Examination of platform and differentiating elements in product design

Michael Van Wie, Robert B. Stone, Henri Thevenot, Timothy Simpson

Research output: Contribution to conferencePaperpeer-review

2 Scopus citations


The problems of mass customization, portfolio design, and platforming all pose a common challenge to the designer: knowing how to partition a set of product variants to maximize commonality and simultaneously achieve sufficient differentiation for purposes of customization. This research focuses on the particular issue of how differences between platform elements and differentiating elements are evidenced in the product layout or configuration. The premise of this research is that certain architectural properties, such as modularity, vary between platform and differentiating elements. In particular, certain measures of commonality offer an appropriate set of indices for evaluating these differences in a systematic and repeatable manner. Both function and physical solution commonality provide a descriptor with which to distinguish and rank platform and differentiating elements. By evaluating components of a product in terms of function commonality, physical solution commonality, and modularity, a comparison can be made between platforms and differentiating elements with respect to these indices. The hypothesis of this work is that platforms are integrated and the non-common differentiating elements are, relative to the platforms, more modular. While anecdotal evidence exists to support this idea, the purpose of this work is to evaluate two existing product families as a means for analyzing this hypothesized relation. The result of this research is a descriptive set of knowledge that illustrates the distinguishing factors between platform and differentiating elements. The data specifically demonstrate the differences in architecture between platforms and differentiating elements, thus suggesting how these design aspects can and should be addressed at the conceptual stage of design. While not the focus of this study, future research involving a more prescriptive approach to conceptual design can directly benefit from the results. The knowledge gained in this work serves as a foundation for addressing portfolio design where both customization and commonality are key issues.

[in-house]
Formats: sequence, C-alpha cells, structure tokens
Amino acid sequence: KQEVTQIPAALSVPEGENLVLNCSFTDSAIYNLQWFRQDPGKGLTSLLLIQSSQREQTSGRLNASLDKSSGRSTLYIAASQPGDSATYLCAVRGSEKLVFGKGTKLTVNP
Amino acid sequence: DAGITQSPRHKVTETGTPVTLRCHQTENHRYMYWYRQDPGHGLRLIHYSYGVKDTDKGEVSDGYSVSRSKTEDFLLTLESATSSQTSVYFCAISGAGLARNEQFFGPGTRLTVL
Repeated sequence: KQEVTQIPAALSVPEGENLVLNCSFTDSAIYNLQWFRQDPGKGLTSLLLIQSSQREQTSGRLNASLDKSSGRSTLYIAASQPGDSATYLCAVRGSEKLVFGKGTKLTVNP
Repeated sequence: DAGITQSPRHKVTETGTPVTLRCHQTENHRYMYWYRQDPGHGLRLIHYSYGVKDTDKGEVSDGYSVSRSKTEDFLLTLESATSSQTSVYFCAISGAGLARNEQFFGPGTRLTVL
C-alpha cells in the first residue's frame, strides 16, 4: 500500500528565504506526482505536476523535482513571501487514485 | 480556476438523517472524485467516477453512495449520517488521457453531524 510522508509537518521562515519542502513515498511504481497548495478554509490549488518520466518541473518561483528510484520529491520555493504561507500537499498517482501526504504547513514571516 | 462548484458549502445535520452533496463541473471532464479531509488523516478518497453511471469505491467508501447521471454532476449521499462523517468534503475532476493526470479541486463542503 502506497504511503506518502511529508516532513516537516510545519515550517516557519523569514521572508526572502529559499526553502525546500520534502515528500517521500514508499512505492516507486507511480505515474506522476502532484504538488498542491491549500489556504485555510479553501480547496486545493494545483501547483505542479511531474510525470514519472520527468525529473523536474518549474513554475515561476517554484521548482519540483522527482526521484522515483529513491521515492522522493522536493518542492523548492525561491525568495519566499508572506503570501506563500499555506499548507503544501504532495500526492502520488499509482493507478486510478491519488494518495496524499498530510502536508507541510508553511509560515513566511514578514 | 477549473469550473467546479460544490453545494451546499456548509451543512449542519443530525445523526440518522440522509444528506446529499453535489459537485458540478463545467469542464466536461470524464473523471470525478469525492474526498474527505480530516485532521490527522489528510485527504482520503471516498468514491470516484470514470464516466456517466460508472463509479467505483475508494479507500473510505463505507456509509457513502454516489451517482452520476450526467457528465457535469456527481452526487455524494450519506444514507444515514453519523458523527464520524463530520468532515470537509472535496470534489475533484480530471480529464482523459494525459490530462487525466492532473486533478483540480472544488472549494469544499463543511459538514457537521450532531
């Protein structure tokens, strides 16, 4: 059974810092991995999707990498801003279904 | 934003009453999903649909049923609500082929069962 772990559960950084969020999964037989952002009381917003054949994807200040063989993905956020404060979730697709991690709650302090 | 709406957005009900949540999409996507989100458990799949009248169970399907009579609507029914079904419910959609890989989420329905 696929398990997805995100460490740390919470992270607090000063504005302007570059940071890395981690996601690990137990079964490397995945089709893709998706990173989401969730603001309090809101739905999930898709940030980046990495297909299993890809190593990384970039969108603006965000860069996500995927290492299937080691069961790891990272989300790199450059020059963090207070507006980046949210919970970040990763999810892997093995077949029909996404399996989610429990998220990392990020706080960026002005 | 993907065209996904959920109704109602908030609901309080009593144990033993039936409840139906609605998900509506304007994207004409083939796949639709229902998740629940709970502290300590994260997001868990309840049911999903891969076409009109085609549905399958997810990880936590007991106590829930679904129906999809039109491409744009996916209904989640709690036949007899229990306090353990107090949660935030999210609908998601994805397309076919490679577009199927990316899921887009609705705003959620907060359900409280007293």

Original languageEnglish (US)
Number of pages14
StatePublished - 2004
Event2004 ASME International Mechanical Engineering Congress and Exposition, IMECE - Anaheim, CA, United States
Duration: Nov 13 2004Nov 19 2004


Other2004 ASME International Mechanical Engineering Congress and Exposition, IMECE
Country/TerritoryUnited States
CityAnaheim, CA

All Science Journal Classification (ASJC) codes

  • Control and Systems Engineering


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